What do they sound like? Well, that’s a toughie, perhaps best approached by describing what they don’t sound like. First, as noted, they don’t sound at all like vintage conrad-johnson tube gear. There is none of the “golden brown” coloration that tended to make c-j electronics sound the way bronzed baby shoes look, no added aggressiveness in the upper mids, no liquid softness in the top treble, no extra weight or thickness in the mid-to-upper bass, no slight opacity in the midrange proper, no sluggishness on transients, and no blurring of detail at the front of the stage, the sides, or the rear. Second, they don’t sound particularly like ARC tube gear, either, although the differences between the two aren’t as starkly defined at they once were. There is none of the ARC Ref 40 or 610T’s slight forwardness (which tends to make more closely-miked instruments or those at the lip of the stage sound larger and more “present” than those that are less closely miked (or at least mixed in at lower levels); there is none of the 610T’s very soft burr or grain, which tends to make instrumental images just the slightly bit porous (albeit bloomy and expansive), the way half-tone photos look compared to continuous-tone ones; there may be somewhat less upper-midrange and treble brightness, although the c-j doesn’t sound at all soft on top and is not forgiving of mic-preamp clipping (as on certain mid-to-upper-octave sforzandos in Martha Argerich’s fine, fiery performance of the Prokofiev Third [DG]), and the ART may have less bottom-octave weight and slightly more definition and grip than the 610T (although I’m not at all sure of this yet). Other things the c-j doesn’t sound like: It’s not quite as explosively quick and unbelievably detailed and transparent to sources as Technical Brain electronics (nothing I’ve yet heard is). It is certainly much much much faster, clearer, and cleaner than c-j gear used to be, and in overall balance comes much closer to the almost-not-there neutrality of TB than many other pieces of electronics I’ve tested. If you can imagine the TB gear with the warmth and saturation settings turned up a single notch (or the Soulution gear with the warmth and saturation settings turned down a notch) you’ll get the idea.

What the GAT and ART are that none of these other great marques (and just about everything else I’ve heard is) is virtually grainless. Here is where the GAT preamp and ART amp do remind me of the original ART preamp, although I think they’ve taken the ART’s singular virtue a step further. As I said in my reviews of the Maggie 3.7s and Magico Q5, grain (no matter what its source or whether it’s an overlay or a backdrop) is distracting. Ipso facto, it reminds you that you are listening to electronics. It also adds a burr-like quality to transients and upper-midrange timbres, veils ambience, causes (as noted) instruments to sound a bit like half-tones look (as if they were made up of solid dots of tone color and blank dots of noise), and assorted other ills. The GAT and ART have fewer of these deleterious effects that any electronics, solid-state or tube, I’ve yet auditioned. The net result is rather like having the guy who is incessantly rummaging through his popcorn bag in the seat behind yours thrown out of the movie theater. There is simply less noise and distraction, which, among other good things, means that you are free to focus more fully on the music.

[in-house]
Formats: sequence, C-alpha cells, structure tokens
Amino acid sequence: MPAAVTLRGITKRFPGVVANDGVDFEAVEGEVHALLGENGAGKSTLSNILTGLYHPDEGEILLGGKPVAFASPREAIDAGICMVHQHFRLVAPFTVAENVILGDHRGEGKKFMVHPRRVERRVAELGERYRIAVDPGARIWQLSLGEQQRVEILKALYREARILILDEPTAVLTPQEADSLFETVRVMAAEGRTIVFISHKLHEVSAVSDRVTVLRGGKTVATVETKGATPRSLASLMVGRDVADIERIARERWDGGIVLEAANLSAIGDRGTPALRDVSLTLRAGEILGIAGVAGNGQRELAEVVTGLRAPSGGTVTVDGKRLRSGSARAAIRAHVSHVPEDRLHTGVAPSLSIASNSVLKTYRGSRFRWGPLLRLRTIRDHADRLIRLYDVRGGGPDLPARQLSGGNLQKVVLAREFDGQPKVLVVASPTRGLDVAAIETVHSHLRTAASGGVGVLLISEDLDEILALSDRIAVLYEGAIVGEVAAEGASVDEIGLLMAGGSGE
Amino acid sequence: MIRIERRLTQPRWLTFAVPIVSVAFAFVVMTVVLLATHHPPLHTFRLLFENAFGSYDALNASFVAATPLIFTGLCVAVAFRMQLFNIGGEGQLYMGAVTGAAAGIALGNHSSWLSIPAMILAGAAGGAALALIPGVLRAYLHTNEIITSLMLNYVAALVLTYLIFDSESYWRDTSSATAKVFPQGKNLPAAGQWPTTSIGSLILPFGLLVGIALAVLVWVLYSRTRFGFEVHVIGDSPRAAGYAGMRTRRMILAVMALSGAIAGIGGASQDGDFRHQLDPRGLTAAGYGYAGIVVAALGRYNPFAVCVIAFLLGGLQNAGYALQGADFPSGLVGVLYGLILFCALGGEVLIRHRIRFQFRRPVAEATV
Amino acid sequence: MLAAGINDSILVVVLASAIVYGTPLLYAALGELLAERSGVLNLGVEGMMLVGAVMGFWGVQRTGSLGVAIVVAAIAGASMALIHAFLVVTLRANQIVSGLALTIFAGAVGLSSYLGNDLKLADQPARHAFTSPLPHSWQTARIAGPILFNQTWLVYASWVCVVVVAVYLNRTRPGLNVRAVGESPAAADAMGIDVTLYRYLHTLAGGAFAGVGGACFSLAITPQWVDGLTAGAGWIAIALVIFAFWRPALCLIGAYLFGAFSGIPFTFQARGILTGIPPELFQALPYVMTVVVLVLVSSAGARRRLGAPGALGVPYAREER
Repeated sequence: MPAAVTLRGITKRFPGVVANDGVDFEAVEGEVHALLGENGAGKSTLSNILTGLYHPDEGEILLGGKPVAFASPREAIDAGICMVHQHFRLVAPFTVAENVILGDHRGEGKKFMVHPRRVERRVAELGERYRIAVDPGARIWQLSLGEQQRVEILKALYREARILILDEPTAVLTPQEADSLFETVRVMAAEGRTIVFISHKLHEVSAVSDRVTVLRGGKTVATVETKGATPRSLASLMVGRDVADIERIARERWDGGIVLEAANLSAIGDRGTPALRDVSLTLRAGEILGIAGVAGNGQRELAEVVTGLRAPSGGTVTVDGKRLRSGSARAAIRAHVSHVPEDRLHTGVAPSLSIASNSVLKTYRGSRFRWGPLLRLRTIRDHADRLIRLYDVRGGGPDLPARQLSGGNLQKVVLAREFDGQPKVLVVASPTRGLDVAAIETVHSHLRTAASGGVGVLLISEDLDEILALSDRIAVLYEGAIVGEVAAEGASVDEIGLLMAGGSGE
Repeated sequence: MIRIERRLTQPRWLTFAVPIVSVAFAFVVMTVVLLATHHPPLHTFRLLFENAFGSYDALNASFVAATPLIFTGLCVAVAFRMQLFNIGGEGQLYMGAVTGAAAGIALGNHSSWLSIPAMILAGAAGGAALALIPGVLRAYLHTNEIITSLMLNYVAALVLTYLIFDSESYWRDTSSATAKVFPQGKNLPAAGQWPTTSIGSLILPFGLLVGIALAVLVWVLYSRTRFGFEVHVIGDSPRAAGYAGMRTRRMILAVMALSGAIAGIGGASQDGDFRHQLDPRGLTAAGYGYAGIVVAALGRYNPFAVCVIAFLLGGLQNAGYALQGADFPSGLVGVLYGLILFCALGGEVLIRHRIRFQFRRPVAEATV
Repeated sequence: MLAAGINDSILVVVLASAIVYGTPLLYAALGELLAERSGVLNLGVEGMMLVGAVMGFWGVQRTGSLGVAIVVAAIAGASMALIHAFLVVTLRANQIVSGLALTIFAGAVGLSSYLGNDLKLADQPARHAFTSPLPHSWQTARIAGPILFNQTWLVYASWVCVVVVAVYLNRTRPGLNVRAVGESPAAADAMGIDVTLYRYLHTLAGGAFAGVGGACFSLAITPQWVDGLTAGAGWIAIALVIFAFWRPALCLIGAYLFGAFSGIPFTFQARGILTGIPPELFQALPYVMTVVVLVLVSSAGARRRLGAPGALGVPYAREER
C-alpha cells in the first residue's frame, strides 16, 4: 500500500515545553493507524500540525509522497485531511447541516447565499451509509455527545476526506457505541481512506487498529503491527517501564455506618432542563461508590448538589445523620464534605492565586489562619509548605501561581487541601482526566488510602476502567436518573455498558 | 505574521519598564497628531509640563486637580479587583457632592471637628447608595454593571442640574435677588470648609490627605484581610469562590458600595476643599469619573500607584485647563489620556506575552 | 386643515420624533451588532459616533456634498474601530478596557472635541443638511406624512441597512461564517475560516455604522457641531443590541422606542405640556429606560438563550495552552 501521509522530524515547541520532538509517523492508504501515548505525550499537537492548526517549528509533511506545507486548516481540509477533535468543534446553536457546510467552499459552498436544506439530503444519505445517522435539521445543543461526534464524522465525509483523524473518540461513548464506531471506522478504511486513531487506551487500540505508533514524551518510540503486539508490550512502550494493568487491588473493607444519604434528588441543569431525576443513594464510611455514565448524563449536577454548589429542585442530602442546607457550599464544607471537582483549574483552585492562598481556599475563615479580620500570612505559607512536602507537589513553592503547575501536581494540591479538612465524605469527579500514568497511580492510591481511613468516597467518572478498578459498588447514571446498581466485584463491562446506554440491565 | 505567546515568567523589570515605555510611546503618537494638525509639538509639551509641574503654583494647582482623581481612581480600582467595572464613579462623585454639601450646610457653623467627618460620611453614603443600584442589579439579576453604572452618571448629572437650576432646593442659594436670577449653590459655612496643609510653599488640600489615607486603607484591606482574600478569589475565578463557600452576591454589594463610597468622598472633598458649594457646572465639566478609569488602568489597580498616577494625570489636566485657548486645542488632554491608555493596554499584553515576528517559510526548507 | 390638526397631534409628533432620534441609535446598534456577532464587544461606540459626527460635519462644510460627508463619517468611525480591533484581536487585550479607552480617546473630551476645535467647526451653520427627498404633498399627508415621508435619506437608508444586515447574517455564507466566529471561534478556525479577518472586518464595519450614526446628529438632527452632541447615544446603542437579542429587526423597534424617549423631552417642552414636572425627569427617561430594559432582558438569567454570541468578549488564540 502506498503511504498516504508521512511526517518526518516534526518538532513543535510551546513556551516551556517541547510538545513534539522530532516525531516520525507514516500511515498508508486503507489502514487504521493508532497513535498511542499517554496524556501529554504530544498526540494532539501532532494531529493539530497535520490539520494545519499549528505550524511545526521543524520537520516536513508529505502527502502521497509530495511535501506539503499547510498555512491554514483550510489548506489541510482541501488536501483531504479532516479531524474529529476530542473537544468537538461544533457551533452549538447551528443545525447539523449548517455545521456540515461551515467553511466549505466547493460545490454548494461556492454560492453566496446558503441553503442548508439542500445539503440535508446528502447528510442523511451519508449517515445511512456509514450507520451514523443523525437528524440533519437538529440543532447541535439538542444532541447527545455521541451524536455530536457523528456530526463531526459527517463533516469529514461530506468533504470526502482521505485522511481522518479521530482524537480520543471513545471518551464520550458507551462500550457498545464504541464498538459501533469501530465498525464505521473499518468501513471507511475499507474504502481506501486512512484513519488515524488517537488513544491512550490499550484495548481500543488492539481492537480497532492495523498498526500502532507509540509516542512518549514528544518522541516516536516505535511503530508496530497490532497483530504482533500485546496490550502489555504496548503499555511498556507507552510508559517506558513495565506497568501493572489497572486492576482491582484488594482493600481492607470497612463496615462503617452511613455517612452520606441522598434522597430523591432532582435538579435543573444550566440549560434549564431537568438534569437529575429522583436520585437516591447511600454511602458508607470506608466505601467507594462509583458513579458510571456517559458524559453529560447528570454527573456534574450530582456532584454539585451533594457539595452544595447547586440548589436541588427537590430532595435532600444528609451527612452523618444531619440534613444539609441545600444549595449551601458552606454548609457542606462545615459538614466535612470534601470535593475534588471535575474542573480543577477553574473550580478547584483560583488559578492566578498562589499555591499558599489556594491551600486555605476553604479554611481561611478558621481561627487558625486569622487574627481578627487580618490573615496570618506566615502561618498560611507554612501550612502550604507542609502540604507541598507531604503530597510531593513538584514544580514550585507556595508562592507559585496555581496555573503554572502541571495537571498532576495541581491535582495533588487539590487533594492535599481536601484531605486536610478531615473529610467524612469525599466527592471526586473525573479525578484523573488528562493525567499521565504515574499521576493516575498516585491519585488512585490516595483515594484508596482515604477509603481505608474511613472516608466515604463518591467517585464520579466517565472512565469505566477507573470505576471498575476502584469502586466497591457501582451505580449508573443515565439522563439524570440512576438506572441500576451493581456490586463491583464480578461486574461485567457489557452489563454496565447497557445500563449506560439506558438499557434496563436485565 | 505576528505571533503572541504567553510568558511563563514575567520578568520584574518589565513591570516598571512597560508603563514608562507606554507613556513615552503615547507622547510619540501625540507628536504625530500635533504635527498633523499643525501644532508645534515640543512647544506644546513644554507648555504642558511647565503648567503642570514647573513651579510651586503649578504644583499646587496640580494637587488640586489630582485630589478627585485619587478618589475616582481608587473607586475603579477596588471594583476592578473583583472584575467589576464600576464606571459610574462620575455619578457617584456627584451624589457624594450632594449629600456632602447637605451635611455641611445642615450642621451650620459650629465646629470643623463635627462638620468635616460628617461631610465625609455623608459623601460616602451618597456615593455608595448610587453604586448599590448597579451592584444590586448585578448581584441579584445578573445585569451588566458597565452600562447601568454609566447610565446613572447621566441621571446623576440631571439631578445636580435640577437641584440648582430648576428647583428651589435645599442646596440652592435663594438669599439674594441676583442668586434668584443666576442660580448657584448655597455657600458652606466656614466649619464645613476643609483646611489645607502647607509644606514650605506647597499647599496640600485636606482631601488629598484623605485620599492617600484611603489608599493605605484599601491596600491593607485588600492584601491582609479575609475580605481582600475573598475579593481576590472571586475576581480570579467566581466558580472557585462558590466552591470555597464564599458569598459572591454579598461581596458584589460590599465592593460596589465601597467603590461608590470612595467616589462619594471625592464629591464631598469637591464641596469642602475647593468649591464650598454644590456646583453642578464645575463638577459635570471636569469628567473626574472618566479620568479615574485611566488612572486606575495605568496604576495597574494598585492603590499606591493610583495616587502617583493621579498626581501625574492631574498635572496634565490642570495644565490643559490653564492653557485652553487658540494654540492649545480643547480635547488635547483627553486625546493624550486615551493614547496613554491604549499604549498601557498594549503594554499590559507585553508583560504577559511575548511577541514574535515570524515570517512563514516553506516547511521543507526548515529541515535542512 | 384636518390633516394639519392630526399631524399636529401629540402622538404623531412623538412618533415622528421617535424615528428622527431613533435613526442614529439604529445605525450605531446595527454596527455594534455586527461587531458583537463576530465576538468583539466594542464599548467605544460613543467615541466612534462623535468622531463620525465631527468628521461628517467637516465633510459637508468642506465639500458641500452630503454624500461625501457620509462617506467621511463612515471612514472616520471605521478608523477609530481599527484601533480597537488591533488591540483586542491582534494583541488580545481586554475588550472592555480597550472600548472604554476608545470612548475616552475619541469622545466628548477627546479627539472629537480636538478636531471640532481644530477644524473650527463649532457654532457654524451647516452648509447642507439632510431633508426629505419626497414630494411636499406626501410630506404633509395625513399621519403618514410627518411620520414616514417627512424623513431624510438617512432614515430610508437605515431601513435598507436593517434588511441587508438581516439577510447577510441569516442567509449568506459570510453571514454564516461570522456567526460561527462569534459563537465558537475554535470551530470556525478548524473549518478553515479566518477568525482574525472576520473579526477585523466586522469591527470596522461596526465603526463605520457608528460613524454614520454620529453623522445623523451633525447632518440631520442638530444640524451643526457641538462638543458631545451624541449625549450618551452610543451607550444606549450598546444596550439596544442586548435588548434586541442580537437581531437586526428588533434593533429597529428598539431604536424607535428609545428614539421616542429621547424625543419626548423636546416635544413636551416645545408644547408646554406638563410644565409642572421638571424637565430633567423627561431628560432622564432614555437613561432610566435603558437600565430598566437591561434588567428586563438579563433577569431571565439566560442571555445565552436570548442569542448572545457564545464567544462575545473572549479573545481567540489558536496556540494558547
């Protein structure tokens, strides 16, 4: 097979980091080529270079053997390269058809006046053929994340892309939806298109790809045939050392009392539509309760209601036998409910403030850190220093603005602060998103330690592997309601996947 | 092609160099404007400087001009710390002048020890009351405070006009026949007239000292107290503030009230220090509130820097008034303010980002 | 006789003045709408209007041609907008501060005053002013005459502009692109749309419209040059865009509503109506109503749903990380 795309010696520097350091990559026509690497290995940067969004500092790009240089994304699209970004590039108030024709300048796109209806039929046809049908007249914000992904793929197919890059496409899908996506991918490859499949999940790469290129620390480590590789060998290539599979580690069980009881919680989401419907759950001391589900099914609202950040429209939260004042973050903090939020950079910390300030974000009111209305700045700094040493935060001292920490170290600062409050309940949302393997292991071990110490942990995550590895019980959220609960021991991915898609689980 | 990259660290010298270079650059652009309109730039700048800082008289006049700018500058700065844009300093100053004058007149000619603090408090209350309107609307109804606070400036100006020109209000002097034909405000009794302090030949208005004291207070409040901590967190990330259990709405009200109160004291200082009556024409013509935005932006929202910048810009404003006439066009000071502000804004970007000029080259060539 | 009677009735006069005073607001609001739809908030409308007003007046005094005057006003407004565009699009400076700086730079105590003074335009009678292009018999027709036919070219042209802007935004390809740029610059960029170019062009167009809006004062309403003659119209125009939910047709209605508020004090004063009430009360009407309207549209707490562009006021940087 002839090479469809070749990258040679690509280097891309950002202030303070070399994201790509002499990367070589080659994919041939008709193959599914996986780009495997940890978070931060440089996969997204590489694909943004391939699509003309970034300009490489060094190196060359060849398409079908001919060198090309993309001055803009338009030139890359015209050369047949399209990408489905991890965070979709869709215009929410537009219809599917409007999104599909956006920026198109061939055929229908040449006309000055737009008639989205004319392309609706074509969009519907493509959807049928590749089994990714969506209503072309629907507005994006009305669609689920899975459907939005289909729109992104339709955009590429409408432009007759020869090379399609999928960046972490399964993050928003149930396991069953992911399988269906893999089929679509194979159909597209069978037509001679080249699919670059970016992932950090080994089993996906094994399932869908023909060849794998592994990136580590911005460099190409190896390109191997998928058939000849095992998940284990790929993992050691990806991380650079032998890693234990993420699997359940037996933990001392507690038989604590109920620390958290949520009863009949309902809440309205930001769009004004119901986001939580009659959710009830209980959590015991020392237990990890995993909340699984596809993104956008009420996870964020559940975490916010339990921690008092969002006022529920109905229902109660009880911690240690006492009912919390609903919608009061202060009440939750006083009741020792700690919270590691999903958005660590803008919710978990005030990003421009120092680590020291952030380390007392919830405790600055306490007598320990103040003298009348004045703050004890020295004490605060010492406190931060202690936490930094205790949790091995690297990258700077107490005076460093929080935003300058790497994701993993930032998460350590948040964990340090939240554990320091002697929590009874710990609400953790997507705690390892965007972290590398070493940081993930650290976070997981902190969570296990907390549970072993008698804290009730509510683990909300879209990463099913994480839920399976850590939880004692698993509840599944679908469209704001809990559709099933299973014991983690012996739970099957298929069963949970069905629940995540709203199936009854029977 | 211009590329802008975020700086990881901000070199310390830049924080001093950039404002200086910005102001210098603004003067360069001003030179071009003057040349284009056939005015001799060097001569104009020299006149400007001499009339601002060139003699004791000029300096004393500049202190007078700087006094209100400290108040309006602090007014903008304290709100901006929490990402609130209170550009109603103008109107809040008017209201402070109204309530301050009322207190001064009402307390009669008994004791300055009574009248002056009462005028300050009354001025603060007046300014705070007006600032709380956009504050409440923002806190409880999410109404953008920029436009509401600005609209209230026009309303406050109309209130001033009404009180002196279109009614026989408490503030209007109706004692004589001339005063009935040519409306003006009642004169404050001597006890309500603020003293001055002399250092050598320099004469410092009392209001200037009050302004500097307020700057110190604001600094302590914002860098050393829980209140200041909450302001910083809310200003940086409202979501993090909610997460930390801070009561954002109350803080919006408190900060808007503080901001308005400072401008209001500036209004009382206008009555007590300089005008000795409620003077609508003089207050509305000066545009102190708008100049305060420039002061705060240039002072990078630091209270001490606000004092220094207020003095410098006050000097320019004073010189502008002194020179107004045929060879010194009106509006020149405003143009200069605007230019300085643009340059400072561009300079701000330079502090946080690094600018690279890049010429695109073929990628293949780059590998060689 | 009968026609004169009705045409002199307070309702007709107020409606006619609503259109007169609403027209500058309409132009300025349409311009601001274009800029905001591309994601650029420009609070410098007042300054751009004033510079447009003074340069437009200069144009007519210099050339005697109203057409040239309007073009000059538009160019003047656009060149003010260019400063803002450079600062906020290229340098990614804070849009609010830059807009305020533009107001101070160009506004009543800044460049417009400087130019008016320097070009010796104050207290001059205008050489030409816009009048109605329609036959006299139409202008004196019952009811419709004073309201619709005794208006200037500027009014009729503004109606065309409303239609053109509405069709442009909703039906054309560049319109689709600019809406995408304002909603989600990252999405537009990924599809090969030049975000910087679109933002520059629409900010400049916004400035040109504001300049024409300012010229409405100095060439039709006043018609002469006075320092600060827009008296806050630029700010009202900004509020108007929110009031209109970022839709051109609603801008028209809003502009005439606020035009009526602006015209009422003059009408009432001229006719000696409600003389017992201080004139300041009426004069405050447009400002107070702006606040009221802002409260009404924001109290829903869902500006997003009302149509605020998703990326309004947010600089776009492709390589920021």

This would make for a triumphant “disappearing act” in and of itself—one less (very significant) electronic artifact standing between you and the presentation. But it would be less impressive if it weren’t accompanied by a substantial lowering of other tube-like colorations and a subsequent substantial increase in resolution and transparency to sources. Getting rid of the scrim that stands between you and the stage is swell, but it wouldn’t count for much if the stage were left half in darkness or you couldn’t hear the actors clearly. The GAT and the ART are (by a considerable margin) the highest-resolution, lowest noise, most transparent-to-sources c-j electronics I’ve ever auditioned—fully competitive with the best preamps and amps I’ve heard from ARC (although it should be noted that ARC is coming out with a whole new line of amplifiers that I haven’t heard) and with any solid-state I’ve auditioned to-date (save for Technical Brain, which has a very slight edge in speed, transparency, and resolution over everything else).

I will have a great deal more to say about the ART and GAT when I review them in an upcoming issue of TAS, including some speculation on why they sound so greatly improved in transparency, their exceptionally natural way with timbres top to bottom (provided that instruments are recorded naturally), their transient response and dynamic range, their low-level resolution, their soundstaging and imaging, how they compare with ARC and others, and, of course, any downsides. For the nonce, I can confidently recommend the ART and GAT to high-end aficionados with enough moolah to buy them. These are undoubtedly reference-quality components—the best (by far) that conrad-johnson has made.